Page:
Ask almost any bi person what they want in a character, and they will tell you that they want them to say the word, to have a character that can’t have their bisexuality explained away as ‘just a phase’ or a ‘stepping stone to gayness’.
Desiree Akhavan’s new comedy drama has done one better, it not only has a lead character that uses the word, it’s also the title of the show.
The Bisexual follows the story of Leila (Desiree Akhavan) an Iranian-American woman living in London, trying to figure out where she fits in a world that only sees straight and gay. After breaking up with her long-term girlfriend, Leila ends up moving in with Gabe (Brian Gleeson), a writer whose only published novel is called Test(icular). His attitudes towards sexuality are exactly what you would expect from a straight guy, but he’s also one of the few that supports Leila as she struggles to come out, since the rest of her social circle, including best friend Deniz (Saskia Chana), are all lesbians.
The first episode is more drama than comedy, and it heads straight to the heart of the issue, with Leila’s friends describing bisexual women as “sex tourists” and the obvious discomfort and awkwardness that Leila feels is eased by Gabe trying to explain that his girlfriend is bisexual, only for that to be dismissed as drunk girls performing for the male gaze.
It’s a painful scene to watch, and a situation that a few too many of us will recognise, but it sets the tone for the rest of the series.
(If you haven’t binge watched all six episodes already, or twice like me, there are spoilers ahead.)
The show hits its stride after a couple of episodes, showing the awkward reality of dating in the age of online apps. Including the fact that a lot of dating apps have finally realised that bisexuals not only exist, but they might actually want to date.
Leila is her own worst enemy, trying to hide her new boyfriend from her lesbian best friend. It’s cringe comedy at it’s best, or should that be worst, and it’s no surprise that the relationship doesn’t work out.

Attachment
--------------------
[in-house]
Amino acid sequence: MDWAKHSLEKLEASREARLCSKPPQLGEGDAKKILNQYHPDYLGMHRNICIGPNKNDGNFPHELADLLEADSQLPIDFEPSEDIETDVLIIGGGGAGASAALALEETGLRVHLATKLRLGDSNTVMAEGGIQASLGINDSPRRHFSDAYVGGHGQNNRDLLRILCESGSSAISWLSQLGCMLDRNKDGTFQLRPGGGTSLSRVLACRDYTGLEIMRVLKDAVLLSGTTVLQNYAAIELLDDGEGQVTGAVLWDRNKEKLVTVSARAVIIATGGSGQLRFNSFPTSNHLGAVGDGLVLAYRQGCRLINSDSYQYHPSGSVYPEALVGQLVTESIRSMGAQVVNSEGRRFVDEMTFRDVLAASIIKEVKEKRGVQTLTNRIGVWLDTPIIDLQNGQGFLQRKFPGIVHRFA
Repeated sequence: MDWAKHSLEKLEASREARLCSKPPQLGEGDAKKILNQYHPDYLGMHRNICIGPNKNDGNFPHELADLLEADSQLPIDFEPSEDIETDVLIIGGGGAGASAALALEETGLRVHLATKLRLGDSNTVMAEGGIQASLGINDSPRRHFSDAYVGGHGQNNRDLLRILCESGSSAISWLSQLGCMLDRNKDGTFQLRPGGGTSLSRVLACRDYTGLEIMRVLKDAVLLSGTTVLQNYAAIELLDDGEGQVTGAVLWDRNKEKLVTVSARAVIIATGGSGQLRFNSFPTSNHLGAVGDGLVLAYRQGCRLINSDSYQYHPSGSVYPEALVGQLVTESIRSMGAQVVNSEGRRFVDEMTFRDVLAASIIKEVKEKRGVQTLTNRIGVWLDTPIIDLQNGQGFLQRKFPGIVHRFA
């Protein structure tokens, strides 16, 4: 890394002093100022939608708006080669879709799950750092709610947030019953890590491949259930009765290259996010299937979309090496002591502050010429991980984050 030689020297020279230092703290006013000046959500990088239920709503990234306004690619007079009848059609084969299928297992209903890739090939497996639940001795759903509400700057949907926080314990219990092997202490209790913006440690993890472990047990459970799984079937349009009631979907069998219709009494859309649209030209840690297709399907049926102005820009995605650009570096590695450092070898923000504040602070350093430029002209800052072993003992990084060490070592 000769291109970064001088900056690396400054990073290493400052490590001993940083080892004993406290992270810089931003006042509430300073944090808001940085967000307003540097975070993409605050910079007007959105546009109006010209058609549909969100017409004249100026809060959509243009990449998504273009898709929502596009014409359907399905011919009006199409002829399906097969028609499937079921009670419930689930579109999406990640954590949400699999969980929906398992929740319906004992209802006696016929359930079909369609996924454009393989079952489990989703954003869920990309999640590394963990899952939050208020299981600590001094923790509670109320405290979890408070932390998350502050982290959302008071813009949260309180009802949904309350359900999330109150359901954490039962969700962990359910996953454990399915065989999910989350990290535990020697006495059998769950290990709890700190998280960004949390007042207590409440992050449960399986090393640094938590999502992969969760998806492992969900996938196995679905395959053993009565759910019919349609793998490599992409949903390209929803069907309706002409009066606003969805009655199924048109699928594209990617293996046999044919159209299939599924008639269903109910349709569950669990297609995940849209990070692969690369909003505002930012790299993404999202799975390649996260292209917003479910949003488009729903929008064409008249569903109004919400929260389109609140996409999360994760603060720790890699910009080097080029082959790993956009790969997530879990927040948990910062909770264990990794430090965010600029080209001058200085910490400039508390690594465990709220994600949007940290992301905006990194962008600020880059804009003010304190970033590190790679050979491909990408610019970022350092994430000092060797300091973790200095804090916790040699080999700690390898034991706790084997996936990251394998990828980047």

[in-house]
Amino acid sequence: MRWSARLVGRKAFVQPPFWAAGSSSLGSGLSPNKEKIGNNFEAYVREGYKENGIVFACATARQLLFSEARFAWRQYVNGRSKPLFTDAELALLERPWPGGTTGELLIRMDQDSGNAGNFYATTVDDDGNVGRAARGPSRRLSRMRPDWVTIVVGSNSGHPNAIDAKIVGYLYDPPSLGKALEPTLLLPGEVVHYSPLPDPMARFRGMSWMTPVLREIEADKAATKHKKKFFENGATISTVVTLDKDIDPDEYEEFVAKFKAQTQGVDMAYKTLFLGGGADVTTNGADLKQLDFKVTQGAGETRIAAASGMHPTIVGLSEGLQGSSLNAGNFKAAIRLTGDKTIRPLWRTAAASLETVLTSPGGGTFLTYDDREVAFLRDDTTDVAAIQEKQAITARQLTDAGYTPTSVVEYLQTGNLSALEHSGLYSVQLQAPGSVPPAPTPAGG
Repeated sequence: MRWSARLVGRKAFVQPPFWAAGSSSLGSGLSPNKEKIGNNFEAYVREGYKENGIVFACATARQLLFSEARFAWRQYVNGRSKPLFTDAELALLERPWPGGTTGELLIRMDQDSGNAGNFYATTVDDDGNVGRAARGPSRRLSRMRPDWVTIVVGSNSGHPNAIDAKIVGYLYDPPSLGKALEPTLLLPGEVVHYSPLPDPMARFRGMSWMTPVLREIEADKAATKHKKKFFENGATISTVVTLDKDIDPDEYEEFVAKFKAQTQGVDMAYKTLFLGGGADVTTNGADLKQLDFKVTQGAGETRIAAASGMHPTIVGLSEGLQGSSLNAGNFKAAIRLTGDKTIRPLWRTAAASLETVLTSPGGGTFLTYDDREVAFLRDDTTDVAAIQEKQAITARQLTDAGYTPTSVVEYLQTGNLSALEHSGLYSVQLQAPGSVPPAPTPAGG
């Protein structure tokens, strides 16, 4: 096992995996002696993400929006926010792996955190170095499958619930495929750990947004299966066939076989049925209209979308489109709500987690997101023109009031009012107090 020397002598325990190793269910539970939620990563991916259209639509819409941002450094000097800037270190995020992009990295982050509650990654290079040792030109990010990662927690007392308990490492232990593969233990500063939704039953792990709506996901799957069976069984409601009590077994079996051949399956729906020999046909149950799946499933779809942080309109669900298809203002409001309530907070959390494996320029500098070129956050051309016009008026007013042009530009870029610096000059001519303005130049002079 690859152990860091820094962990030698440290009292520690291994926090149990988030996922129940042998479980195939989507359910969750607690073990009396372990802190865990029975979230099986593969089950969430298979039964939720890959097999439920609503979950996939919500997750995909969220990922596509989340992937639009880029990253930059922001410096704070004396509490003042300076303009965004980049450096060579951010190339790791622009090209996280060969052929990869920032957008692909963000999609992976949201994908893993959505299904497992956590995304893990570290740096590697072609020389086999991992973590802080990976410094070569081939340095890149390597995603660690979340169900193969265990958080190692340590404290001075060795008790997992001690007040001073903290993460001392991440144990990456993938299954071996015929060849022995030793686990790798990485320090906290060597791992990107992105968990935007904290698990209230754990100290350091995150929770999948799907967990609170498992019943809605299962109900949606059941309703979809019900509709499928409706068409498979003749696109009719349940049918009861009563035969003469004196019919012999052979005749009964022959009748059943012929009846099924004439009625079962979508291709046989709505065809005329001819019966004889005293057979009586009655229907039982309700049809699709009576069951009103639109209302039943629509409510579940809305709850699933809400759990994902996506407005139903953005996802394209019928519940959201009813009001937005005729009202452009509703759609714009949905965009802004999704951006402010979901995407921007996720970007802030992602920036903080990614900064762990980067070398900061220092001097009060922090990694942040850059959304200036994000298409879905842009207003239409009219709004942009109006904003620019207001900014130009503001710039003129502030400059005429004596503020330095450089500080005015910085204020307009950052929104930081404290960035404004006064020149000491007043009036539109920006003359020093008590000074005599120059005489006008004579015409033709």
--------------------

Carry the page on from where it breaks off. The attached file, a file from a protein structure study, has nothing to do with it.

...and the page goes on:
We then see her blurting out, “I’m bisexual,” on a date like she’s at a support meeting, as though it’s something to be ashamed of, and it’s the last time that we see her using a dating app.
The show doesn’t pull its punches, and while people looking for escapism might flinch at the biphobia dealt with in the show, unfortunately, it’s a very real reflection of what people think, and say, about bisexuals.
Gabe seems to live with his foot continually in his mouth, and although he tries to support Leila, he has a lot of misconceptions about bisexuals.
“You don’t have to lock yourself down to anyone… there’s so many people that you’re attracted to, because of that reason monogamy’s not possible for you.”
Watching Gabe awkwardly try and explain bisexuality to an actual bisexual person is enough to make the audience cringe on Leila’s behalf, and her outrage is summed up perfectly in one line, “Why are you talking to me like I’m a different species from you?”
It’s painfully true, and watching Leila walk off, leaving Gabe alone waiting for his Uber, feels like a small victory.
My favourite episode is the flashback to 2005, Leila has moved to London to study, and even without her sexuality as a factor, she’s still the odd one out. Lurking in the student bar, she tries to talk to people, desperate to fit in somewhere.
And then her future best friend Deniz walks in. Leila rescues Deniz from a guy who is obsessed with her, and Leila ends up telling her that she’s a lesbian, even though we see her flirting with a guy only moments before. Deniz’s relief and happiness when she realises that she’s not alone is a feel good moment for her character, but what is freeing for Deniz, puts Leila into a different closet.
It shows how powerful labels can be, providing a sense of community and solidarity, but only if they’re the right label for a person.
Overall, I enjoyed it, and the humanity of the characters shines through in the performances from the three main characters. Saskia Chana in particular does an outstanding job of portraying Deniz as a fully fleshed out character, when the role could have so easily been reduced to the friend whose only purpose is witty one-liners. I think a lot of people were expecting more comedy, but as a drama, it shows the complexities of being bisexual in a world that doesn’t quite understand us as anything other than stereotypes.
Personally, I would have liked to see more bi+ characters in the show, as I think they missed an opportunity to show the diversity of bi+ people. I hope that if there’s a second season we will get to see Leila reaching out and connecting with more of the community.
The Bisexual airs at 10 p.m. Wednesday on Channel 4, and all episodes are available to watch now on All 4.
Image copyright Channel 4/The Bisexual.